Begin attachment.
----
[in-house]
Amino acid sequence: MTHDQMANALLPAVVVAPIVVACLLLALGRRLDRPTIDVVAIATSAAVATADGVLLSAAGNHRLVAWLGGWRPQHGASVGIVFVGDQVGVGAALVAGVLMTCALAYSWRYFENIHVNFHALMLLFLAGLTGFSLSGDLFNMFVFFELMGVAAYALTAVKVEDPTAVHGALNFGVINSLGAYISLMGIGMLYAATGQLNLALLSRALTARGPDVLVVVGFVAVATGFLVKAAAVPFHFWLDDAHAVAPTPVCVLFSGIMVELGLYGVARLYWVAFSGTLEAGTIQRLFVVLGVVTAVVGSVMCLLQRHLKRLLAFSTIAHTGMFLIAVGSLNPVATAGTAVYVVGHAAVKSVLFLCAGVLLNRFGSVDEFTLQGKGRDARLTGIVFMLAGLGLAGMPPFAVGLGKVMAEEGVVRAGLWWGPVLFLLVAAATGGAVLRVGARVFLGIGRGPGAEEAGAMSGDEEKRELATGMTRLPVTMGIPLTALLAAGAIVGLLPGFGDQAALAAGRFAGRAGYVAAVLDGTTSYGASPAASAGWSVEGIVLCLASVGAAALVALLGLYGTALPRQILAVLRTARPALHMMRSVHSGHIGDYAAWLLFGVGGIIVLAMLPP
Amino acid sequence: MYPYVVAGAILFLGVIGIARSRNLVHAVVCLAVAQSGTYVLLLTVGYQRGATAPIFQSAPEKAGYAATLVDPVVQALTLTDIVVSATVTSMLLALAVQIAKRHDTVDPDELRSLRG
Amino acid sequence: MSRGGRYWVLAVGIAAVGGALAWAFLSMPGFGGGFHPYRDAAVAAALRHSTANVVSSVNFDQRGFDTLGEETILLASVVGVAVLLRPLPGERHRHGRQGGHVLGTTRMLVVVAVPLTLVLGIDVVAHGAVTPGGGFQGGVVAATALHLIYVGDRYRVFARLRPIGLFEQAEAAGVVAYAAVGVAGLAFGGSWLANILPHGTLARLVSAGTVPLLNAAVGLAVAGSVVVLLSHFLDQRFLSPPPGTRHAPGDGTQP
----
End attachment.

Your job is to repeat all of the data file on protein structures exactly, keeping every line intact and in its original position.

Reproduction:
[in-house]
Amino acid sequence: MTHDQMANALLPAVVVAPIVVACLLLALGRRLDRPTIDVVAIATSAAVATADGVLLSAAGNHRLVAWLGGWRPQHGASVGIVFVGDQVGVGAALVAGVLMTCALAYSWRYFENIHVNFHALMLLFLAGLTGFSLSGDLFNMFVFFELMGVAAYALTAVKVEDPTAVHGALNFGVINSLGAYISLMGIGMLYAATGQLNLALLSRALTARGPDVLVVVGFVAVATGFLVKAAAVPFHFWLDDAHAVAPTPVCVLFSGIMVELGLYGVARLYWVAFSGTLEAGTIQRLFVVLGVVTAVVGSVMCLLQRHLKRLLAFSTIAHTGMFLIAVGSLNPVATAGTAVYVVGHAAVKSVLFLCAGVLLNRFGSVDEFTLQGKGRDARLTGIVFMLAGLGLAGMPPFAVGLGKVMAEEGVVRAGLWWGPVLFLLVAAATGGAVLRVGARVFLGIGRGPGAEEAGAMSGDEEKRELATGMTRLPVTMGIPLTALLAAGAIVGLLPGFGDQAALAAGRFAGRAGYVAAVLDGTTSYGASPAASAGWSVEGIVLCLASVGAAALVALLGLYGTALPRQILAVLRTARPALHMMRSVHSGHIGDYAAWLLFGVGGIIVLAMLPP
Amino acid sequence: MYPYVVAGAILFLGVIGIARSRNLVHAVVCLAVAQSGTYVLLLTVGYQRGATAPIFQSAPEKAGYAATLVDPVVQALTLTDIVVSATVTSMLLALAVQIAKRHDTVDPDELRSLRG
Amino acid sequence: MSRGGRYWVLAVGIAAVGGALAWAFLSMPGFGGGFHPYRDAAVAAALRHSTANVVSSVNFDQRGFDTLGEETILLASVVGVAVLLRPLPGERHRHGRQGGHVLGTTRMLVVVAVPLTLVLGIDVVAHGAVTPGGGFQGGVVAATALHLIYVGDRYRVFARLRPIGLFEQAEAAGVVAYAAVGVAGLAFGGSWLANILPHGTLARLVSAGTVPLLNAAVGLAVAGSVVVLLSHFLDQRFLSPPPGTRHAPGDGTQP